Wills, Trusts & Estates Prof Blog

Editor: Gerry W. Beyer
Texas Tech Univ. School of Law

Friday, October 6, 2006

Trust Interpretation

In In re Chervitz Trust, 198 S.W.3d 658 (Mo. App. 2006), Evelyn left her husband Morris the assets in a trust she established. Included among the trust provisions, in pertinent part, was the following:

[u]pon the death of my spouse, the entire principal remaining in the trust shall be paid over, conveyed and distributed to such person or persons, but excluding the estate of my spouse, free of trust, in such manner and in such proportions as my spouse may designate and appoint in and by my spouse's last will and testament executed either before or after my death making specific reference to this power of appointment. (emphasis added)

…[e]xcept as herein limited, such power of appointment shall be exercisable by my spouse exclusively and in all events.

Morris created his own trust after Evelyn passed away, funding it with only $25.00. He executed a will in which he exercised his power of appointment from Evelyn's trust, and appointed all property subject to that power to his trust.  

Upon Morris' death, several beneficiaries and two co-trustees of Evelyn's trust sued saying the language "free of trust" mean free of any trust.   The trustee for Morris' trust countered, saying that Evelyn's use of the language "free of trust" showed her intent that her trust assets, upon the death of Morris, should be distributed free of her own trust.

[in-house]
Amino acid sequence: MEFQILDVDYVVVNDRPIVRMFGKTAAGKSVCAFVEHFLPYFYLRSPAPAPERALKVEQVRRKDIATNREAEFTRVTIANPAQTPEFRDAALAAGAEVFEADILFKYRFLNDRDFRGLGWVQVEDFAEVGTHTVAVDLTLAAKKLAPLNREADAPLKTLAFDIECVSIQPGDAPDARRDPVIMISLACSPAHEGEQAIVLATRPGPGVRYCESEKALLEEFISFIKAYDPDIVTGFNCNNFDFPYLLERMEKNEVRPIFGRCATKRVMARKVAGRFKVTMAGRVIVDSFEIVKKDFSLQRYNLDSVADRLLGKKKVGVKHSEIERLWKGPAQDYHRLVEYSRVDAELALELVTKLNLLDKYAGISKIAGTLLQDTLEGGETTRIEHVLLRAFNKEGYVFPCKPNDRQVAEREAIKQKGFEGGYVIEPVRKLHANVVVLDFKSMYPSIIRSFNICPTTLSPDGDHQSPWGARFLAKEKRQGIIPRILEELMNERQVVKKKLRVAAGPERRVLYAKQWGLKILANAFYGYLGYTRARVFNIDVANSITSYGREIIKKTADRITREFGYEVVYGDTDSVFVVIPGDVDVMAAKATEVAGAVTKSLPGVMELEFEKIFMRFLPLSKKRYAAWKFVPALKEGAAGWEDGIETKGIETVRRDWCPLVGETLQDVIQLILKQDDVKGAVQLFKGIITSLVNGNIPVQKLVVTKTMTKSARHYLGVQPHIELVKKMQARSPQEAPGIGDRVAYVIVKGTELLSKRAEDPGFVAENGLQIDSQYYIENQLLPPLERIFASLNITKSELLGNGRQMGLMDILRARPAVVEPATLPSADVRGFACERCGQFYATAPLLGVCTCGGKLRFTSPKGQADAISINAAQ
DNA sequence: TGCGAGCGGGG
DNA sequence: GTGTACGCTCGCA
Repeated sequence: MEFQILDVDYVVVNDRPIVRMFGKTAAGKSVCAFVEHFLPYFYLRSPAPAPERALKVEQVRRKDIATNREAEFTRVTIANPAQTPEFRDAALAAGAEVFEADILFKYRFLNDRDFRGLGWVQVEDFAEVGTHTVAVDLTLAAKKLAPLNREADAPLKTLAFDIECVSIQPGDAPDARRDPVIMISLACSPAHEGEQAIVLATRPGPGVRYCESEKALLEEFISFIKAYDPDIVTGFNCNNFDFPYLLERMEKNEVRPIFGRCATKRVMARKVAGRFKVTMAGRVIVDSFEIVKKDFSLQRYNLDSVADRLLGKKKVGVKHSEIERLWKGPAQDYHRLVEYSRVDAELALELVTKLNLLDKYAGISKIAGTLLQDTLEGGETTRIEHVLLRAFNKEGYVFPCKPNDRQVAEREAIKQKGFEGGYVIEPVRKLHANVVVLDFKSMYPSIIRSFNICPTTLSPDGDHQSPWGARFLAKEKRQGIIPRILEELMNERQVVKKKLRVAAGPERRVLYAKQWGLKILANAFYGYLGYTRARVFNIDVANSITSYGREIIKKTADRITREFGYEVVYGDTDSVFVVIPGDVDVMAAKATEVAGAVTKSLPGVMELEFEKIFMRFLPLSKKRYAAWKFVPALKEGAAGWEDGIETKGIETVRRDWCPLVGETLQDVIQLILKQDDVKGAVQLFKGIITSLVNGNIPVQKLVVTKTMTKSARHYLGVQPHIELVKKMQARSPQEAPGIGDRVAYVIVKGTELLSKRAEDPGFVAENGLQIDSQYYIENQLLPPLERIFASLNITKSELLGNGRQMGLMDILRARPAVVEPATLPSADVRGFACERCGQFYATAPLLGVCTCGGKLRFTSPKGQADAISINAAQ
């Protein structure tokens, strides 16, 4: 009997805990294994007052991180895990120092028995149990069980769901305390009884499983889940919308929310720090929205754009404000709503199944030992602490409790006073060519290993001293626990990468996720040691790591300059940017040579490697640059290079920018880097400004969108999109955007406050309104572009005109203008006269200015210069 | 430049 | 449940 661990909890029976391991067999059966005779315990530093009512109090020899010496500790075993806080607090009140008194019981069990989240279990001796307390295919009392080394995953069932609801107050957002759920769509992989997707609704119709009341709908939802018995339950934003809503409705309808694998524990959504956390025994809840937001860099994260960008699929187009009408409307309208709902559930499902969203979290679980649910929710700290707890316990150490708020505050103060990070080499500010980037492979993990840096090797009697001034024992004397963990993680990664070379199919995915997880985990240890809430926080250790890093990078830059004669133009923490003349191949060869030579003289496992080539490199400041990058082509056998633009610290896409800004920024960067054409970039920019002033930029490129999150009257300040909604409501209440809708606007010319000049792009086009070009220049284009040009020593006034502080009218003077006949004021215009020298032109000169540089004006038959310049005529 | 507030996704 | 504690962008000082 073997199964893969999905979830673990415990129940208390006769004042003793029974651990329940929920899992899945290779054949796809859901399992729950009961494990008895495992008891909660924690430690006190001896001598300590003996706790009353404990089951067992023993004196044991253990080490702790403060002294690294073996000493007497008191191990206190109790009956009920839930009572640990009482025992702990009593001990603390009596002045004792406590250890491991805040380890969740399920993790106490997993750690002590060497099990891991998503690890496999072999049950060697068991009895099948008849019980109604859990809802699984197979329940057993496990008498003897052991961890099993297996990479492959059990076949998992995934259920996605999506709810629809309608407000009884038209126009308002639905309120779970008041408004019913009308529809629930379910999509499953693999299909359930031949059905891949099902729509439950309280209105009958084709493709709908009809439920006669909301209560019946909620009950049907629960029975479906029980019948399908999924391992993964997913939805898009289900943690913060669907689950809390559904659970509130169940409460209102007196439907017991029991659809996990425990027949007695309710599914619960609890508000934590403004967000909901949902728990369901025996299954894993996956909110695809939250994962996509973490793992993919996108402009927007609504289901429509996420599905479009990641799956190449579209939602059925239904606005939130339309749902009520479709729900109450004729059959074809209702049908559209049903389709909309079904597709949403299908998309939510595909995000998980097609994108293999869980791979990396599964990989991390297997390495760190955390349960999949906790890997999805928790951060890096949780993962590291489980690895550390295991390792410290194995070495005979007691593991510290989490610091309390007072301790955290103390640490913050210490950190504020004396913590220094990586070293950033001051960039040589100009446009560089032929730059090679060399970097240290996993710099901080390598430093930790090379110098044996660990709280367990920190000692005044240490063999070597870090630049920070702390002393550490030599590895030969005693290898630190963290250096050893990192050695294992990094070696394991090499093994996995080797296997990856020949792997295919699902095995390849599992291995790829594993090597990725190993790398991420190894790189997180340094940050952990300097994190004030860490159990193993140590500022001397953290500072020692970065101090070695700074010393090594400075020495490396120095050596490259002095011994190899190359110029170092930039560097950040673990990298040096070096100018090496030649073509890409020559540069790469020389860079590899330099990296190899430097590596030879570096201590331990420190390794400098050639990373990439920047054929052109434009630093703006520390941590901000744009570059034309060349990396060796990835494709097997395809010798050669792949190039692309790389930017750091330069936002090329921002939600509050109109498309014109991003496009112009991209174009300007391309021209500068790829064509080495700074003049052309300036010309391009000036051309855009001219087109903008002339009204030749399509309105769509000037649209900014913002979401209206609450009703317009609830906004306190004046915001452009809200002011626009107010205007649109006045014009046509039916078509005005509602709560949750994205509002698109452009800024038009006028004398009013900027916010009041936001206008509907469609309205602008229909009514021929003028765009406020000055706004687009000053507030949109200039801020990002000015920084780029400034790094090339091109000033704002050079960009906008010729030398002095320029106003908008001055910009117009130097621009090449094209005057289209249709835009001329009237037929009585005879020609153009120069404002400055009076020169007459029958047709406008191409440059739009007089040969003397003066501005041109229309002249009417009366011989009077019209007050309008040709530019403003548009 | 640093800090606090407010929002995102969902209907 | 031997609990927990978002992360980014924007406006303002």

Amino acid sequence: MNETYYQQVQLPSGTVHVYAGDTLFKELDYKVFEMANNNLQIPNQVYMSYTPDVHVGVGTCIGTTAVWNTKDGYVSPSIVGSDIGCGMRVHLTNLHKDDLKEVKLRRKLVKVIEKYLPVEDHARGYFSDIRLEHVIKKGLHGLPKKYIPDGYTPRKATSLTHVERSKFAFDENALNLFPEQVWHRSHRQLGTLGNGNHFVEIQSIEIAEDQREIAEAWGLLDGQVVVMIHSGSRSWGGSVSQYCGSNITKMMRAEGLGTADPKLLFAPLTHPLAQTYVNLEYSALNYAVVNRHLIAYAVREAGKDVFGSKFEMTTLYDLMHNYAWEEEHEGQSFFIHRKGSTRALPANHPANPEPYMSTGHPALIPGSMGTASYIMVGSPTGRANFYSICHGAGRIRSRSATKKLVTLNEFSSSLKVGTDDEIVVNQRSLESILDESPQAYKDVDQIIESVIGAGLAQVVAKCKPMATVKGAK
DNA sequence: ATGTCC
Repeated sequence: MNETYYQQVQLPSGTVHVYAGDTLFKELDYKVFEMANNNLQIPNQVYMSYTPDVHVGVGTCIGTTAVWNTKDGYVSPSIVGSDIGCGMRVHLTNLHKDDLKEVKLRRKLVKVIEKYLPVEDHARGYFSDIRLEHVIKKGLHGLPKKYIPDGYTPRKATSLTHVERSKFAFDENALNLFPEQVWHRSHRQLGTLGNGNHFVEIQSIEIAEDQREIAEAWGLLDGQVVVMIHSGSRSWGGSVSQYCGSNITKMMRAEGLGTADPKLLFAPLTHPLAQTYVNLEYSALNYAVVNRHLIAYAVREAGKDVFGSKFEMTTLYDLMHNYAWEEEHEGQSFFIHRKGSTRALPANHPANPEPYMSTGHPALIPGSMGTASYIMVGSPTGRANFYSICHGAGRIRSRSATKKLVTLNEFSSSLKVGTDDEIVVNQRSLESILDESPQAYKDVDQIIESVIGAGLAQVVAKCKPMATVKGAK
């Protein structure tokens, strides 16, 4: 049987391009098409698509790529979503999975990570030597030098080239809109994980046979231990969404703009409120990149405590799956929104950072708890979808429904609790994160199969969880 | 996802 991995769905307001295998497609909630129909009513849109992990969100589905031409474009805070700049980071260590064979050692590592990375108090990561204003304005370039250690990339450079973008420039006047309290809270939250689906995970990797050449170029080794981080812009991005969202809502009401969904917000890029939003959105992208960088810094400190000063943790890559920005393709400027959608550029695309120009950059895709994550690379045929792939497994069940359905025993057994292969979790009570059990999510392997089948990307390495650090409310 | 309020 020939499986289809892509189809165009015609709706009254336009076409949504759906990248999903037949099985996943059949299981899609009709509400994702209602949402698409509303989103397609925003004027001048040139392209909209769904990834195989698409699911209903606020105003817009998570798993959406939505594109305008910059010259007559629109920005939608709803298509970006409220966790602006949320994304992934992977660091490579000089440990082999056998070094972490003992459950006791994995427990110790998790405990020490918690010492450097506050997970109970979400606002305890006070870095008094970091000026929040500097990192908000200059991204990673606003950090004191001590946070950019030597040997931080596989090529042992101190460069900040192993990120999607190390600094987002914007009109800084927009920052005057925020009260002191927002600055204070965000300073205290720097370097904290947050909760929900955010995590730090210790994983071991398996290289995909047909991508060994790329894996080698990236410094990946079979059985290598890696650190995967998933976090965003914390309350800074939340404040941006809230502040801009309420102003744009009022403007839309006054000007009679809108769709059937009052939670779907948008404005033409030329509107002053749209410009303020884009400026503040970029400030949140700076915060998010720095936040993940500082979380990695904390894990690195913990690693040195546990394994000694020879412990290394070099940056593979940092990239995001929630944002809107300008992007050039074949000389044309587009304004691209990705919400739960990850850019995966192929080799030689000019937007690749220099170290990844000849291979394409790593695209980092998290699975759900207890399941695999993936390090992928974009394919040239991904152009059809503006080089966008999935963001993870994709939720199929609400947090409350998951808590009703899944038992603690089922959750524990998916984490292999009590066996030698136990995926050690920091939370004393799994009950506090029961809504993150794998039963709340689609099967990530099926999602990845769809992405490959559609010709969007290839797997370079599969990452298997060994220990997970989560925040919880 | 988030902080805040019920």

The appellate court said that the settlor's intent, viewed from the trust instrument as a whole and the circumstances surrounding its creation, control the meaning of the trust provisions.

The language "[e]xcept as herein limited" reveals that Evelyn's intent was to only limit Morris' power of appointment so that the property subject to it shall not qualify for the marital deduction in Evelyn's estate and also shall not be considered as part of Morris' taxable estate. Thus, we find that Appellants contention that Item VI(b) reveals Evelyn's intention to avoid trust administration and expenses for beneficiaries other than Morris is without merit.

And while the beneficiaries of Evelyn's trust claimed that her trust assets would be taxed as a part of Morris's gross estate, they lacked standing to challenge the assessment of taxes against Morris's estate.


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